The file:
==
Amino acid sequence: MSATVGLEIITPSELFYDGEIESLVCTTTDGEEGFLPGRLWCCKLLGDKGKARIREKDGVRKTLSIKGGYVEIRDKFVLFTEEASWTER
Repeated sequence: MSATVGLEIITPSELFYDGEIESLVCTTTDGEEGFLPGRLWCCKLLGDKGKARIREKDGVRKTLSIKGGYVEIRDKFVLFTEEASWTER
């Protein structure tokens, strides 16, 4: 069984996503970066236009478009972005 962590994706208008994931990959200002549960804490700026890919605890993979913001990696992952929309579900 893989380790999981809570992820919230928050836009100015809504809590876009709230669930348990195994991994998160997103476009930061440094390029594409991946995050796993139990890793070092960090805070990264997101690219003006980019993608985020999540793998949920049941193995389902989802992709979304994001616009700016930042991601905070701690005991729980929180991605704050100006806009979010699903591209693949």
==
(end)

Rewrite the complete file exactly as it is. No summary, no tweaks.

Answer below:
Amino acid sequence: MSATVGLEIITPSELFYDGEIESLVCTTTDGEEGFLPGRLWCCKLLGDKGKARIREKDGVRKTLSIKGGYVEIRDKFVLFTEEASWTER
Repeated sequence: MSATVGLEIITPSELFYDGEIESLVCTTTDGEEGFLPGRLWCCKLLGDKGKARIREKDGVRKTLSIKGGYVEIRDKFVLFTEEASWTER
């Protein structure tokens, strides 16, 4: 069984996503970066236009478009972005 962590994706208008994931990959200002549960804490700026890919605890993979913001990696992952929309579900 893989380790999981809570992820919230928050836009100015809504809590876009709230669930348990195994991994998160997103476009930061440094390029594409991946995050796993139990890793070092960090805070990264997101690219003006980019993608985020999540793998949920049941193995389902989802992709979304994001616009700016930042991601905070701690005991729980929180991605704050100006806009979010699903591209693949």